This not the first time NASA scientists claim to have discovered evidence of water on Mars. Previous research pointed to the fact that the Red Planet may once have held large amounts of H20, but recent studies suggest that Mars has great quantities of water in vapor or ice form.
NASA’s Curiosity rover has collected new data that was analyzed by a team of scientists from the University of Copenhagen’s Niels Bohr Institute.
According to the analysis, there could be salty, liquid water beneath Mars’ surface, but unlike previous findings, the new ones suggest that the water is closer to the surface, closer than the scientists previously assumed.
The researchers wrote that they have found evidence of an element known as calcium perchlorate in the soil of the Red Planet.
The experts say that salt can lower water’s freezing point, keeping in from turning into ice very easily. That is why salt is usually used on the surface of roadways and sidewalks during the cold season so that ice wouldn’t form.
According to Morten Bo Madsen, a researcher at the Mars Group at the Niels Bohr Institute, given the proper conditions, calcium percholrate can easily absorb the water vapors from the atmosphere.
The measurements taken by Madsen and his team of researchers from the weather monitoring station of the Curiosity rover indicate that the best conditions for salt to absorb the water vapors are at night and just before sunrise.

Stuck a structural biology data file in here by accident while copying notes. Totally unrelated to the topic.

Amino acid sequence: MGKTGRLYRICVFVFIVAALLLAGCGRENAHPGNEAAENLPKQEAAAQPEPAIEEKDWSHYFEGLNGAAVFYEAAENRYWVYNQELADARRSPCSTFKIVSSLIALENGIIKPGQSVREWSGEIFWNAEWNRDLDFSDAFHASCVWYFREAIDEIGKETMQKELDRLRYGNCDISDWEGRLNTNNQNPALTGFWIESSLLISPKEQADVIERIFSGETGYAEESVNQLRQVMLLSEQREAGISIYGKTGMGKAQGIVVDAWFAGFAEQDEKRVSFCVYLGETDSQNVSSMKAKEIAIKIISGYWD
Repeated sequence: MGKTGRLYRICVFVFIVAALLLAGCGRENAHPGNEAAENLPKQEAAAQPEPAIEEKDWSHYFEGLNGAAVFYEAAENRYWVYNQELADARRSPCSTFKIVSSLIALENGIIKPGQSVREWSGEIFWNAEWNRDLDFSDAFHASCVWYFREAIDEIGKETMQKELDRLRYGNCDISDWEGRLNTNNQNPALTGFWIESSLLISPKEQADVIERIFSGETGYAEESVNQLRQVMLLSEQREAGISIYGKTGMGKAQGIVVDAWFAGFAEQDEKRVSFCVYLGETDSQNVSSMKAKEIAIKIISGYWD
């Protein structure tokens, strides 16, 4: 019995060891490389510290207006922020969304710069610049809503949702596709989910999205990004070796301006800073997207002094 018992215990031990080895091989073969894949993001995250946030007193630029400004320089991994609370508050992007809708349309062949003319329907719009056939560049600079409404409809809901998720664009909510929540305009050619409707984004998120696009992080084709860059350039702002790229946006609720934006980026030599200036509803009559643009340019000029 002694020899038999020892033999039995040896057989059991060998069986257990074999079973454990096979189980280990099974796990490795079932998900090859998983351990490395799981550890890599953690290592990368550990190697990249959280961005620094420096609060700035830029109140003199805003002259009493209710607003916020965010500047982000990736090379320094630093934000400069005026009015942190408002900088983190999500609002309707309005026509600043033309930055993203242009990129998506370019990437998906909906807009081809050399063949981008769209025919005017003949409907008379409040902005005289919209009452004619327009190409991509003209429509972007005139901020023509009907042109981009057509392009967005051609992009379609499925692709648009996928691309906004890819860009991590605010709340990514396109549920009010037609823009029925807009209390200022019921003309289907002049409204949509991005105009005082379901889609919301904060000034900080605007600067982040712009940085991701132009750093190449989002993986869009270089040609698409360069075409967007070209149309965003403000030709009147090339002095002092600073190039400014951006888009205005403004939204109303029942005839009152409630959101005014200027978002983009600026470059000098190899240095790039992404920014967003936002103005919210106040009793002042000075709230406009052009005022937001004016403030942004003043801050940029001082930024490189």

The experts explain that at night, the atmospheric moisture of Mars is usually concentrated on the surface of the planet, similar to what it is on our planet.
Some NASA scientists believe that the Gale Crater was actually a huge lake more than 3 billion years ago.
Madsen said that when the calcium perchlorate absorbs the moisture from the Martian soil, it forms a kind of brine that can lower the freezing point, turning it into liquid form.
The resulting water can seep through and down the Martian soil, explain the scientists.
According Madsen’s statements, in time other salts could dissolve the soil and since they are in liquid form, they can actually move to other areas and precipitate under Mars’ surface.
Previous observations captured by Curiosity rover suggested that some area of Mars used to have an ancient riverbed, which indicated that the Red Planet once had plenty of water flowing on it.
Although there could be evidence of water on Mars, Madsen and his team doubt that there is life on the Red Planet, mostly because of the cold weather and the radiations.
Image Source: thehindu